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Home Editorials of Interest Taipei Times China and India face challenging times ahead

China and India face challenging times ahead

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A closer look at many potential conflict zones in East and South Asia reveals an alarming trend of transience and instability. This is particularly true when a nuclear and militaristic North Korea looms, threatening its neighbors and beyond.

We are witnessing what British journalist Gideon Rachman calls a troublesome process of “Easternization,” a dramatic shift of power and wealth from the West to Asia in the early 21st century.

At a time when US President Donald Trump seems unwilling to promote international trade and defend a global security framework built on US-led alliances, China and India are moving up the global hierarchy of superpowers.

They regard one another as geopolitical competitors, with each utilizing diplomatic channels and military tactics to counter the other.

Expansionism is deeply ingrained in the mindsets of Chinese and Indian nation-states, prompting them to advance neoliberal capitalism against economic protectionism, thereby giving a new twist to the forces of globalization and nationalism.

The latest Sino-Indian territorial rivalries show that the two countries are victims of their history of nation-building. Overturning the other’s growing power has become the major geopolitical objective for China and India. By drawing rigid national boundaries in parts of the Himalaya borderlands, they are prepared to challenge each other’s backyard.

While China considers South Asia to be a legitimate area to flex its muscle, India views China as an external intruder.

Troubled by India’s support of the creation of the Dalai Lama’s exiled government in Dharamsala, the ascension of Sikkim to India, and the Indian dominant influence in Bhutan, China has been arming Pakistan to contain India.

In response to the perceived Chinese threat, India has pursued security collaborations with Taiwan, Japan, Vietnam and Russia.

The open, rules-based international order that the US developed is in decline.

The new geopolitical landscape presents two pressing challenges to China and India.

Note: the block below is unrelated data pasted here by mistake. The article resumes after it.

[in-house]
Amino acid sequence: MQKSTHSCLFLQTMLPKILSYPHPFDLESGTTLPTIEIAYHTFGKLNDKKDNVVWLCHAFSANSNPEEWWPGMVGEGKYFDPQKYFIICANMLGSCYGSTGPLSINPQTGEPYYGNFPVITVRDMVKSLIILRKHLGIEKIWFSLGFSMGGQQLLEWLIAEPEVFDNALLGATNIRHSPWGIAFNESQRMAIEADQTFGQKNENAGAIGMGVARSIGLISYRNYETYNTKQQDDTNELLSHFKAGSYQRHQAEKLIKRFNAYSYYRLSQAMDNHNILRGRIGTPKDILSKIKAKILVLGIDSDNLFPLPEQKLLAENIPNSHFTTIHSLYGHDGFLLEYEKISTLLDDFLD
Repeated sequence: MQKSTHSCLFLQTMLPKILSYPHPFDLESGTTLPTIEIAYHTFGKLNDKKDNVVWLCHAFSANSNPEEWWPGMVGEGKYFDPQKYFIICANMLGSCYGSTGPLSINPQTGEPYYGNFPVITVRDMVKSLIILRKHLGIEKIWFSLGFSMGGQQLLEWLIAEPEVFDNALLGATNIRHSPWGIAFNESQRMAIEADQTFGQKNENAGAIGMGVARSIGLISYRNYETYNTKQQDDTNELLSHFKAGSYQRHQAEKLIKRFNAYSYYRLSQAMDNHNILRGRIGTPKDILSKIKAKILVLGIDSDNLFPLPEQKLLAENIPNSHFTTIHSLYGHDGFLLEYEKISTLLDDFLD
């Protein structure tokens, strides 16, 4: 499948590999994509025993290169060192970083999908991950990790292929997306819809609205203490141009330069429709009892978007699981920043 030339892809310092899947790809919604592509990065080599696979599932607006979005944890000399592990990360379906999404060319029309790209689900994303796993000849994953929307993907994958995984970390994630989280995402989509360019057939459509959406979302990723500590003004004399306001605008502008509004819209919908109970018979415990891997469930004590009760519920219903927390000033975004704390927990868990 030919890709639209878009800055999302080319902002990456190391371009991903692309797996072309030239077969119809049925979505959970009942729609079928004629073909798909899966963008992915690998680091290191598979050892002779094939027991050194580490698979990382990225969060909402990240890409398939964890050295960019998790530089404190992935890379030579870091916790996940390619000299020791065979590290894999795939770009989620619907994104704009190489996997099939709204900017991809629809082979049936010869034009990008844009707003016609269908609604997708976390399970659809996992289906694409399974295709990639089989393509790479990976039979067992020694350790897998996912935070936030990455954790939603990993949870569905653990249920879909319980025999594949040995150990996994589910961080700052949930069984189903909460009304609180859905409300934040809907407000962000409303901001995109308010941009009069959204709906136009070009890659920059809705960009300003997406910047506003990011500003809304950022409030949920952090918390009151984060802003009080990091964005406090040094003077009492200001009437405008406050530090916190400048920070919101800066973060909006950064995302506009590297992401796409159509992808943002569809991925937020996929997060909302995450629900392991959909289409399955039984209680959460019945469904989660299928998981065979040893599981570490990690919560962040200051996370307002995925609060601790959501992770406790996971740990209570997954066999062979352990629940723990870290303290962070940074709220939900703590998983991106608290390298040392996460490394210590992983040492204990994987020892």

First, given their enormous national economies, it is not in their interests to engage in border conflicts. The months-long Doklam border stand-off has revealed considerable political, economic and cultural insecurities on both sides.

Without an effective international mechanism to resolve the overlapping claims in the Himalayas, the border crisis has exemplified the conflicting understanding between China and India over control of continental space, as well as over jurisdiction related to disputes in these frontiers.

Second, the Doklam incident has become a new front line for Sino-Indian tensions. The Chinese and Indian ultra-nationalists, within and without their governments, have reacted with fury and resentment. Driven by a narrow view of territorial sovereignty, they fueled a negative, almost xenophobic nationalism and see everything as a zero-sum game.

Projecting themselves publicly as charismatic and visionary leaders, Chinese President Xi Jinping (習近平) and Indian Prime Minister Narendra Modi thrive on the cult of a nationalist strongman and proclaim to defend national sovereignty at all costs.

Even though they are cynical toward such irrational sentiments in private, the seduction of domestic propaganda and nationalistic rhetoric could restrict their freedom of action to end the crisis.

If they fail to live up to this image of tough statesmen, they will find it difficult to appeal to local nationalists and win the internal power struggle with their domestic opponents.

Joseph Tse-hei Lee is professor of history at Pace University in New York City.


Source: Taipei Times - Editorials 2017/08/30



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